Spoken-word poems and poems that employ music—its powers, its rhythms—these are some of the richest, most evocative poetries that describe the indescribable and eschew the page. MOIRA RICHARDS shares five collections that have music at their hearts.
Cinnamon Press, 2010
A black-gowned cellist bows a stormy wake for a white shrouded image of herself, half sucked into (half spewed from?) a heavy Pandora’s box-like chest/coffin. The cover of Ang’s fifth book alerts me to the unquiet read that follows.
Her poems are of bereavement and anguish; her poetry, turbulent, surreal, beautiful. I can’t stay long here – confronted, too vividly, by old pain I’d thought grown over with protective scabs. But I can’t resist returning – this poetry, an affirmation that death, as part of life, is magnificent too.
Nineteen years since our emergence from the delivery room, South Africa and South Africans too, are as imperfectly perfect and as brimful with possibility as any teenager on the verge of adulthood. Like teenagers, we rail at what disappoints us, not yet sure of the extent to which we actually hold the power for change; like teenagers, we struggle to find our own true, rather than conferred by others, identities. Such is the stuff of this collection, first part of the trilogy, Separation Anxiety.
This performance poet’s poems remonstrate, repudiate and, sometimes, keen. Her words, written for speaking aloud, swell and recede along irregular line lengths and, with repeatings of sounds and phrases, wind a sinuous rhythm through the pages.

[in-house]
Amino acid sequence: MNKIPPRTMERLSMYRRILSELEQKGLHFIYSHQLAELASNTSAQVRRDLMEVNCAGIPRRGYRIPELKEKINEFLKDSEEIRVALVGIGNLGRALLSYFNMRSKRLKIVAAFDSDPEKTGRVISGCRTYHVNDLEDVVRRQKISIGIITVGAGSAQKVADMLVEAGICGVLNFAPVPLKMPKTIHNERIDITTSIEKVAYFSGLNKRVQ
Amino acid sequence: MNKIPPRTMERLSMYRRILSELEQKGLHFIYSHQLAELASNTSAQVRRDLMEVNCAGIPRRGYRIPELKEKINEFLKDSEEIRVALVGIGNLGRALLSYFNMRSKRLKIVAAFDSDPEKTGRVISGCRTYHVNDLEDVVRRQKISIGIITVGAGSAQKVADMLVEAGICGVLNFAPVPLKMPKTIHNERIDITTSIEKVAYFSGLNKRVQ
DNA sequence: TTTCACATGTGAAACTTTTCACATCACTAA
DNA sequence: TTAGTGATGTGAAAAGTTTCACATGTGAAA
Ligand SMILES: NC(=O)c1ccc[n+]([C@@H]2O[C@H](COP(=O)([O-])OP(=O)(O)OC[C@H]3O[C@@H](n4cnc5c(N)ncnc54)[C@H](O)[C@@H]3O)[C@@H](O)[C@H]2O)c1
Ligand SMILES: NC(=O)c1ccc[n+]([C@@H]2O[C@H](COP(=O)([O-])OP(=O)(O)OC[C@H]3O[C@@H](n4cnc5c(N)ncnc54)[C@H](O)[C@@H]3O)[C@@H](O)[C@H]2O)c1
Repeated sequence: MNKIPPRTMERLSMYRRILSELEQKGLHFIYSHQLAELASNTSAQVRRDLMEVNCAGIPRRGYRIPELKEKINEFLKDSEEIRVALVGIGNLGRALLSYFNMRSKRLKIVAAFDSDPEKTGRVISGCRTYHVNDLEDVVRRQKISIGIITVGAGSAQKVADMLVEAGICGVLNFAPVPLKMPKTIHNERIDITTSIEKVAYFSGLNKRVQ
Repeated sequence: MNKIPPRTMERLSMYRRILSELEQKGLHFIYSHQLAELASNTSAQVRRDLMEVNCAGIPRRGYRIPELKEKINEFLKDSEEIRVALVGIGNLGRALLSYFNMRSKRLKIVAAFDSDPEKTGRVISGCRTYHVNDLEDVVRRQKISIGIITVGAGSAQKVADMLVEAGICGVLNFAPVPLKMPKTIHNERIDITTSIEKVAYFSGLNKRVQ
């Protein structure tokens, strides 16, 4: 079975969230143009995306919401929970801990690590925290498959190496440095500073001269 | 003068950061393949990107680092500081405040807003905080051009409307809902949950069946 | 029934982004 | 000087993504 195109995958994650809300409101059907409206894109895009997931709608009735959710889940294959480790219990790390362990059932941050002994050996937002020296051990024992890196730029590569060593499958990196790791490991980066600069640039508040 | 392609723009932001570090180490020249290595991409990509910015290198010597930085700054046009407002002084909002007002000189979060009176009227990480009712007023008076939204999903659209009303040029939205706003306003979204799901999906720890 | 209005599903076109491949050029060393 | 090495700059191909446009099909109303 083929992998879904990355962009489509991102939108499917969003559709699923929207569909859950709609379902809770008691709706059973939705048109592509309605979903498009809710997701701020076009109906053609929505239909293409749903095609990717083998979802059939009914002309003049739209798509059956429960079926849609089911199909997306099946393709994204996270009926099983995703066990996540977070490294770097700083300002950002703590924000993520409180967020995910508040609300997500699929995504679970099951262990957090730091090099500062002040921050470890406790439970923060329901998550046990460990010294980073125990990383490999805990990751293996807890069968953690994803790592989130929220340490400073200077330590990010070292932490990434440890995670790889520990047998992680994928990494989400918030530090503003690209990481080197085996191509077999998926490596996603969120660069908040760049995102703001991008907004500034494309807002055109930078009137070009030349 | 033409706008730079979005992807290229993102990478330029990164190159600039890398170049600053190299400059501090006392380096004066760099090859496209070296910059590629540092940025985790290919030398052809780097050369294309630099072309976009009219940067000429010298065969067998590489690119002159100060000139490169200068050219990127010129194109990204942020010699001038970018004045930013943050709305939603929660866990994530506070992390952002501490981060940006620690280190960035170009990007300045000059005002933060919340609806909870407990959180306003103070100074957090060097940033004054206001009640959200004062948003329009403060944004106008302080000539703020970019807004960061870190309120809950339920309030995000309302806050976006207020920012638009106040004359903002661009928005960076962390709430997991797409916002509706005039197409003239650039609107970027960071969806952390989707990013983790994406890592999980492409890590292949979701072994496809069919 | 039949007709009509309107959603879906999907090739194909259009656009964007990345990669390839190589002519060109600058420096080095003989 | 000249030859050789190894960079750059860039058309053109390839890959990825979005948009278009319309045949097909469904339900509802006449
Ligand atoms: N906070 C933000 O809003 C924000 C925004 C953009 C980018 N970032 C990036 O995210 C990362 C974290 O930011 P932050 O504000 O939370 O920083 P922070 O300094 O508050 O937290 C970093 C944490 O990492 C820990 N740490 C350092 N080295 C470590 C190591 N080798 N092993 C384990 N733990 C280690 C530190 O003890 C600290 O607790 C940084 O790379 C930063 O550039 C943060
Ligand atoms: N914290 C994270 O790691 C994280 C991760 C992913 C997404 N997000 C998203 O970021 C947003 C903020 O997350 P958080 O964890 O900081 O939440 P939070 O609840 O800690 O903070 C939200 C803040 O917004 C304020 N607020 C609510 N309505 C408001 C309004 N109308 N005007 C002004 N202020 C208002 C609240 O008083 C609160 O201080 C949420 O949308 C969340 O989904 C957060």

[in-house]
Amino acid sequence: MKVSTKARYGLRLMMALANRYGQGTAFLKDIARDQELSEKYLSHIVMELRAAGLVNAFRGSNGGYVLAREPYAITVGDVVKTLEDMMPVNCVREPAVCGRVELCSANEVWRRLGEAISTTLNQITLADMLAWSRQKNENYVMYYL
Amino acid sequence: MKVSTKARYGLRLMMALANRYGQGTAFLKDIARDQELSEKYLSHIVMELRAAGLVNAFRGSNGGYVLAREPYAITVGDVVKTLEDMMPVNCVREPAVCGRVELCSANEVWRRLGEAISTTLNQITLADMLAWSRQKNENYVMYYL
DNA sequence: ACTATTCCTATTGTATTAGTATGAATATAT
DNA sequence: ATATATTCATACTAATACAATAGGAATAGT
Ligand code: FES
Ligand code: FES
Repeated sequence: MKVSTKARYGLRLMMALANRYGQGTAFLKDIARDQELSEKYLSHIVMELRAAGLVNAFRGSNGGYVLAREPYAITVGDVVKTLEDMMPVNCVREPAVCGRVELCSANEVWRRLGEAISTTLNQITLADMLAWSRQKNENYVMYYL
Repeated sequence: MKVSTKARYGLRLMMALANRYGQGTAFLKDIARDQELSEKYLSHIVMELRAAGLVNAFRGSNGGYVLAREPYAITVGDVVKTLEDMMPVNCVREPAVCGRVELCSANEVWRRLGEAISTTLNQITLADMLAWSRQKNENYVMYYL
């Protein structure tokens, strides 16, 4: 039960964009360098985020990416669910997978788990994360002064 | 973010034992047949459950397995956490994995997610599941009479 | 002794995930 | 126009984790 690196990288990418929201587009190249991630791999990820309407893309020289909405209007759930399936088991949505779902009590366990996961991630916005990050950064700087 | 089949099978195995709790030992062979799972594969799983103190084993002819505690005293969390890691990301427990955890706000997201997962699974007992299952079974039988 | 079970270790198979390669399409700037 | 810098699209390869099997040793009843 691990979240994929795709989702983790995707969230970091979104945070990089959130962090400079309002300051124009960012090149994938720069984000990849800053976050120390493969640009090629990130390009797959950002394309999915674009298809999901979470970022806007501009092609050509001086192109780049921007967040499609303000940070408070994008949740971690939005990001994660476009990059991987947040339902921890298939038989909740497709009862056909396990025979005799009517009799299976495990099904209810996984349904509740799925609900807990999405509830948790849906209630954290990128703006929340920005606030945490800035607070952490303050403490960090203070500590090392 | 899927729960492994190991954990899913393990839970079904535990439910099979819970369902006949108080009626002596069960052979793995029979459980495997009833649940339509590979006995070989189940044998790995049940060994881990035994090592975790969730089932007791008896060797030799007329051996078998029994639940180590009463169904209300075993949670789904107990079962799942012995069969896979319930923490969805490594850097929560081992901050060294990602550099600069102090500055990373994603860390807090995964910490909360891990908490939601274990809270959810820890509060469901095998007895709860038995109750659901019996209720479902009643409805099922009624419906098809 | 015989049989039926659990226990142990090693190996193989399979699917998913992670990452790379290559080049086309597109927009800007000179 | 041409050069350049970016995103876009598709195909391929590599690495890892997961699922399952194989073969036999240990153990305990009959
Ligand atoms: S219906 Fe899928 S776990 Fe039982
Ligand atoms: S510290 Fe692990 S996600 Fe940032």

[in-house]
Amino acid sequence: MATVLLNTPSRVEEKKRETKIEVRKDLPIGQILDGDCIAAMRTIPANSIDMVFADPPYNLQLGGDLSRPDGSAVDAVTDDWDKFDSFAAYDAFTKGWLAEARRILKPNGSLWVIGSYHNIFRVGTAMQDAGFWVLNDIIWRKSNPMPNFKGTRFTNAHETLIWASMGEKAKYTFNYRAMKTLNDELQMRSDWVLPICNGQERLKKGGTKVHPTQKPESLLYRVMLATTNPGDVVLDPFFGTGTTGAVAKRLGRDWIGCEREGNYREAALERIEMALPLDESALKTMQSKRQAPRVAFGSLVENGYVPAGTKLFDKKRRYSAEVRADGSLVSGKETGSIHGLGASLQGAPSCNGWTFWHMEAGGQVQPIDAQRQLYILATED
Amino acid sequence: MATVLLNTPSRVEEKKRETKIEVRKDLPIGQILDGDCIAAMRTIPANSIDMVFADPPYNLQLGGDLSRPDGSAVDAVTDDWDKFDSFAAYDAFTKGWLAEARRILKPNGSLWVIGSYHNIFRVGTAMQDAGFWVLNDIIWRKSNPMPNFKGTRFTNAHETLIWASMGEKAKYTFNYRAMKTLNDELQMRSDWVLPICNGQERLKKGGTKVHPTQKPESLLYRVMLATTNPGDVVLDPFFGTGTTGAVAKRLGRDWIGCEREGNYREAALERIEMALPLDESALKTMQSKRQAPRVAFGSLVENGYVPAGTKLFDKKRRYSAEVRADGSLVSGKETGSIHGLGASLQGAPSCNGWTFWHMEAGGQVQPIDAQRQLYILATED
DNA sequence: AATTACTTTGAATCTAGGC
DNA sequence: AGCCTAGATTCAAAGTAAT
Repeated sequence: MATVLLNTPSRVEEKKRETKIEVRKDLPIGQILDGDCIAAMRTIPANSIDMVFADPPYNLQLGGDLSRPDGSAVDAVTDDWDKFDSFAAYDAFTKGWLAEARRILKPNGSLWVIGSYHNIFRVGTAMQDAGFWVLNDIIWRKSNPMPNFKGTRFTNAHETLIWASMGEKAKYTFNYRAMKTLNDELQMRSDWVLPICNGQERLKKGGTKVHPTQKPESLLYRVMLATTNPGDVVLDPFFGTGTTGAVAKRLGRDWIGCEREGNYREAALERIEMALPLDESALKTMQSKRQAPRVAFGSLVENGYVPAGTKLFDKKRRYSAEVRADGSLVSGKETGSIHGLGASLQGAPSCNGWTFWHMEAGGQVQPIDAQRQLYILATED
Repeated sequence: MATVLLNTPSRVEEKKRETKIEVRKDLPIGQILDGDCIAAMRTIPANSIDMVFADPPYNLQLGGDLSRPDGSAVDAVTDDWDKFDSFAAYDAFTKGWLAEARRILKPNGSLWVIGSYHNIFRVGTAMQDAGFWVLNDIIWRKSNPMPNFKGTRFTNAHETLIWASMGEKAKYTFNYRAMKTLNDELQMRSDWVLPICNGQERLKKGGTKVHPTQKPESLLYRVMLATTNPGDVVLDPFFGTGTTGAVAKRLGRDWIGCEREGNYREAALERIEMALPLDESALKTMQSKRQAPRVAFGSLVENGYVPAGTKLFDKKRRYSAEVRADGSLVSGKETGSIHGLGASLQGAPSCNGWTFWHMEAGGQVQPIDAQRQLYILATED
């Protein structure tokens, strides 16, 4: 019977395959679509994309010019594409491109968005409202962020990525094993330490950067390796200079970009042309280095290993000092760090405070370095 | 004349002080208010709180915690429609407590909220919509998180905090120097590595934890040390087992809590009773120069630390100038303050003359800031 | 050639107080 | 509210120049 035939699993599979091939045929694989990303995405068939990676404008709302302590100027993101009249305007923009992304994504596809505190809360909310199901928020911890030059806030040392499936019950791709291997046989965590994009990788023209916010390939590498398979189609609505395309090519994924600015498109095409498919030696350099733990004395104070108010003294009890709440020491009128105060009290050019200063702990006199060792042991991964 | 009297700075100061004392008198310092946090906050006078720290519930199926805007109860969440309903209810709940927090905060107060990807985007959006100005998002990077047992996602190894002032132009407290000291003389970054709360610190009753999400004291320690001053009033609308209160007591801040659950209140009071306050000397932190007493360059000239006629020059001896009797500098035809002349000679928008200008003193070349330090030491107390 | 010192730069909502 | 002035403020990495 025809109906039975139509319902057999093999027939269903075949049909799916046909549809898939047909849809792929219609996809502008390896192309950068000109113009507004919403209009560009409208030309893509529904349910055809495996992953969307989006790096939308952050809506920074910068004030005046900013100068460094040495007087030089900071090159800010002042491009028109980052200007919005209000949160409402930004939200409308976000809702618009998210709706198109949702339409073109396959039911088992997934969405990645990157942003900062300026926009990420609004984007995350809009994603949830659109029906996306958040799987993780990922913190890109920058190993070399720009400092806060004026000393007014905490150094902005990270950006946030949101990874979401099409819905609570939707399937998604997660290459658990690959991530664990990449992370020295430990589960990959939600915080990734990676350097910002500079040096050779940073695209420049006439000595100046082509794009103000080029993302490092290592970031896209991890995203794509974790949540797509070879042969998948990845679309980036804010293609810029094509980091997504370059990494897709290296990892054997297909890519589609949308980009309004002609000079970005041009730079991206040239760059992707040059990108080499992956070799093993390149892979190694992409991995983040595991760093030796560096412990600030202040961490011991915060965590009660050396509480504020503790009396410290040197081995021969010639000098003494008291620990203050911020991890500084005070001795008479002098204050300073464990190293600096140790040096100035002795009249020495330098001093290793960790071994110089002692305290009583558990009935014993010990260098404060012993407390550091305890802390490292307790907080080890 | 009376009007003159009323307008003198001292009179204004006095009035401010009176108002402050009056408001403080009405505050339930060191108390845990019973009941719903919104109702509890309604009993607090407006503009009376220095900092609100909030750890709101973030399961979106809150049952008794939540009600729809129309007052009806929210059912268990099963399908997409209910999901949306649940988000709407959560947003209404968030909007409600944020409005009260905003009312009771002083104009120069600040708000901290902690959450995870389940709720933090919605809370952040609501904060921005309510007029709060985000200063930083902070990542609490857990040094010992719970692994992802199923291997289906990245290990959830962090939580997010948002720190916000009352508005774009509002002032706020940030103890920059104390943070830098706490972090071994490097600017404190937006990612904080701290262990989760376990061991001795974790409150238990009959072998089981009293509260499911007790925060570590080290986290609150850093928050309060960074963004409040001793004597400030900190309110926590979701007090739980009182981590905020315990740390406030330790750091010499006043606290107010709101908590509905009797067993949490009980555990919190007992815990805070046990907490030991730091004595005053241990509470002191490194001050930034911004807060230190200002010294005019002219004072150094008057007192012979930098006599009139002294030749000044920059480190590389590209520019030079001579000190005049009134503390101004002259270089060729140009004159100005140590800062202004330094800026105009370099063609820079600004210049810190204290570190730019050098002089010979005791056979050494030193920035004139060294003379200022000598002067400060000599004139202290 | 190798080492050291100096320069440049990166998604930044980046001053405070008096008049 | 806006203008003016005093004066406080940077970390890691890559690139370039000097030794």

A sad yet optimistic love song for us and our not-yet-adult country, and I look forward where the poet takes us in the next part.
How does a poet survive tragedy? Teenaged sister dead in car smash… This poet, at the open graveside, listens and ‘In seven notes of Bach, she has enough / to live. The boxwood sings.’ She stops writing poems; learns to play the oboe.
After ‘thirty years of silence, of images clutched / wordless in darkened corners of her mind’ she lays aside her instrument to write once more. She writes the music of that sorrow; memories threaded through with Mozart, with opera and especially, with Bach who lost a young wife and ten young children to death.
‘I gather up small pearls of Bach / … / an oboe’s dying phrases echo pain. / I linger at his Stammtisch, sipping tea.’
by Carol Levin
Playing on life’s stage, cast as supernumerary (non-singing performer) for an opera company and subsumed in the flamboyant and sublime, is the poetry of Carol Levin’s fourth collection.
Whether girl with the giggles slid into a burlap sack doubling, at her mother’s behest, as the dead body of Rigoletto’s Gilda, or grown woman dancing the role of a Grace attendant upon Tannhäuser in the grottos of Venusburg, it is the spaces in the sounds the poet explores. The grander the music, the more profound the silences it communicates – as imaged in a poem describing the exquisite prelude to Das Rheingold in which Wagner “sets you adrift / on an inhale of the baton.”
Before reading the poems in this collection, you’d do well to log onto the poet’s website, www.ntsikimazwai.co.za and listen, first, to the few sound tracks uploaded there. Hear Ntsiki Mazwai’s poetry performed to the mesmerising rhythms of music, get a sense of her work as performance, learn how you might read Wena out loud inside your head.
We’re none of us ignorant about what life serves up to South Africa’s women, whatever their ages, and this is a young poet who says, “I don’t write quiet storms.” Her collection of poems, the celebration of a spirit determined to triumph, refuses too, to be read in quietude.